Spring is Allergy Season

It’s officially spring and you’re still standing, which means you made it through flu season and can finally breathe a huge sigh of germ-free relief!

Or can you?

Actually breathe, that is?

Because the thing about spring is that while it’s finally warmer and sunnier and the flowers and trees are starting to bloom, spring is, well, warmer and sunnier and the flowers and trees are starting to bloom. For seasonal allergy sufferers like you and me, that means itchy watery eyes, runny stuffy nose, sinus headaches, and non-stop sneezing, and not just for a few days like a winter cold or flu. Seasonal allergies cause suffering for an entire season, sometimes two.

While there’s technically no single “cure” for seasonal allergies, there are ways to treat the sneezing, watery eyes, itchy throat, and nasal congestion, all characteristic symptoms of seasonal allergies, and we’re not just limited to over-the-counter and prescription pharmaceuticals. My first line of defense in the fight for good health is nutrition, and after that, natural remedies. When allergies or illness aren’t responding to those, then I turn to pharmaceuticals.

But first, a quickie lesson on how seasonal allergies work to understand the best way to treat the symptoms!

What is a Seasonal Allergy?

Seasonal allergies, like all other types of allergies, are part of the body’s immune function. When an allergy-susceptible person inhales or comes into contact with an otherwise harmless compound like pollen, their immune system overreacts by setting off chemical reactions to “fight” what it thinks is a harmful foreign substance. The chemical reactions physically manifest as those tell-tale seasonal allergy symptoms.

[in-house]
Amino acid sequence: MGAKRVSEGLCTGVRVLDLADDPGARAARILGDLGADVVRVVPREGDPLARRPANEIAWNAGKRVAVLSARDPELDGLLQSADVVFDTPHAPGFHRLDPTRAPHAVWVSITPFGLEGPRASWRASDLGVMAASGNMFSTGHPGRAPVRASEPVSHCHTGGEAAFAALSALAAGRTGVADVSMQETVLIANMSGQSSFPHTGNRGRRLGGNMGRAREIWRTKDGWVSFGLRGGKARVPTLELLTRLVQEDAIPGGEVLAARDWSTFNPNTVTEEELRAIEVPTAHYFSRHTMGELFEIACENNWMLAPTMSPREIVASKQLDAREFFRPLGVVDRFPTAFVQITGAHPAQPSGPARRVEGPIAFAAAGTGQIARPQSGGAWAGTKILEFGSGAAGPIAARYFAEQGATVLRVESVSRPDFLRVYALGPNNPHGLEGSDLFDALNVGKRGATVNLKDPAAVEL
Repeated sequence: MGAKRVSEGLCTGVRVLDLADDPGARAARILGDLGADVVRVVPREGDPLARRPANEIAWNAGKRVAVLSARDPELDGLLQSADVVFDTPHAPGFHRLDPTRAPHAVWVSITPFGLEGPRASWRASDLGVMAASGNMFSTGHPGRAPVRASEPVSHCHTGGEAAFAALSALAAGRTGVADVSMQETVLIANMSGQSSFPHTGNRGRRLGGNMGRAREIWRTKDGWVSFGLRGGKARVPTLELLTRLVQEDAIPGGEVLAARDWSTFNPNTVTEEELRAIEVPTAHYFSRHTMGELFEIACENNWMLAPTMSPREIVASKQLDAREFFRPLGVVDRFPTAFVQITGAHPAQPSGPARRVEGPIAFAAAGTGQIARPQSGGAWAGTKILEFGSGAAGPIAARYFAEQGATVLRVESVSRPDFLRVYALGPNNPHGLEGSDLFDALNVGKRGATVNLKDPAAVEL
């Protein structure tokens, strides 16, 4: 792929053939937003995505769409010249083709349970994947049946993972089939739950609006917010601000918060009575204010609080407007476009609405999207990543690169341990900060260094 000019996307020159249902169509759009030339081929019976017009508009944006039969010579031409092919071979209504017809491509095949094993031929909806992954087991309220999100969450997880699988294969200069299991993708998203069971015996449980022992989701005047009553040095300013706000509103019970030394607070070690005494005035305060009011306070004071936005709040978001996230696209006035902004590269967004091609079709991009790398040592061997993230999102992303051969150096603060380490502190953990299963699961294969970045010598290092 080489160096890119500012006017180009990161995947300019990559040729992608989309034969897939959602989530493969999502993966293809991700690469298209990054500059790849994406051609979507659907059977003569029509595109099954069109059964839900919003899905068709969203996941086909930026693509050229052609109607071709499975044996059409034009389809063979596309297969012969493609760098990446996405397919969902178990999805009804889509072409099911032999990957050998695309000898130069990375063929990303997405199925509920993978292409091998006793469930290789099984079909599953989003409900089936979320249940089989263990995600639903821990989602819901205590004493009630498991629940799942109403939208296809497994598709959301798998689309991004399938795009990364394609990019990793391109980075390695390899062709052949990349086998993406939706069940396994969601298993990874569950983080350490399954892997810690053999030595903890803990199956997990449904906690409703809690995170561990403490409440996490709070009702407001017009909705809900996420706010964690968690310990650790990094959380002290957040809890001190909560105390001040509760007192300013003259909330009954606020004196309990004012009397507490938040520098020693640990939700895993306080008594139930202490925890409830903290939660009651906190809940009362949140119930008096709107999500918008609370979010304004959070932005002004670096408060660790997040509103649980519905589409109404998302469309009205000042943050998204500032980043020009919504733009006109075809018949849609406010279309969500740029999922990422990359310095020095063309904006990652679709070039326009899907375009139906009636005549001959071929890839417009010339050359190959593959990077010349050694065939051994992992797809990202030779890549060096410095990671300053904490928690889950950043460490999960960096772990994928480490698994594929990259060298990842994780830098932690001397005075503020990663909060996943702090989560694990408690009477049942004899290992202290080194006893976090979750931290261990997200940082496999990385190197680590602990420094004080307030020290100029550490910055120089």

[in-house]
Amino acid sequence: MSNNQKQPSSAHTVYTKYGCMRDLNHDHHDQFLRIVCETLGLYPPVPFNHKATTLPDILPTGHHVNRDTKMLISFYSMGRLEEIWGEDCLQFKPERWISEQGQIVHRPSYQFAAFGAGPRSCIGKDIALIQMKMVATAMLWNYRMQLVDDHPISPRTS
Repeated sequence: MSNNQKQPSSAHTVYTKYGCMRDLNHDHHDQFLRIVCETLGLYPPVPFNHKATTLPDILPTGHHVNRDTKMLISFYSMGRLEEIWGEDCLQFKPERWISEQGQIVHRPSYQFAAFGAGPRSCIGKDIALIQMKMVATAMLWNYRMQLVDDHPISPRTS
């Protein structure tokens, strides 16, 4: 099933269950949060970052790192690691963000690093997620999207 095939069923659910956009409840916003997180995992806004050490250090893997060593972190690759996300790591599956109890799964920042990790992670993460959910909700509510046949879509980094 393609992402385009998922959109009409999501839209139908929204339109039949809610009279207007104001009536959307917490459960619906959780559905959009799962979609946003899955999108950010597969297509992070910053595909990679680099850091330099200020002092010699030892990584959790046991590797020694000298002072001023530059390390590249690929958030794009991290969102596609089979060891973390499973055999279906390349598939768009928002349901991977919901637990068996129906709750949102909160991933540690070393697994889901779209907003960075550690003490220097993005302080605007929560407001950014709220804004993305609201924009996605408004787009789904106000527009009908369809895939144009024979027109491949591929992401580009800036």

Seasonal allergy treatments, whether over-the-counter and doctor-prescribed medications, or natural treatments in the form of vitamins, supplements, and other non-traditional methods, work by inhibiting those chemical reactions.

The most obvious and immediate solution for seasonal allergies is an over-the-counter allergy medicine like Allegra, Benadryl, Claritin, and Zyrtec. There are many types of allergy medicines, which differ in both the way they chemically work to treat similar symptoms, as well as how the medicine is delivered to your body. Antihistamines, decongestants, and steroids all work on different types of cells in the body; pills, liquids, nasal sprays, and eye drops are the various ways these medicines can be delivered to your body. Antihistamines block the compounds in your body that cause common seasonal allergy symptoms. Sometimes, antihistamines are paired with decongestants like Sudafed, which work to temporarily “unstuff” a stuffy nose. Natural solutions to seasonal allergies work on many of the same symptom-causing mechanisms as medicines.


If you just want the straight up “what” and don’t need to know the “why,” reference the following list of seasonal allergy remedies. Full descriptions follow in the post.

  1. Vitamin C
  2. Green Tea and EGCG Extract
  3. Probiotics
  4. Butterbur
  5. Quercetin
  6. Bromelein
  7. Fish Oil
  8. Spirulina
  9. Stinging Nettle
  10. Bee Pollen and Honey
  11. Neti Pot and Nasal Irrigation
  12. Over-the-Counter and Prescription Medications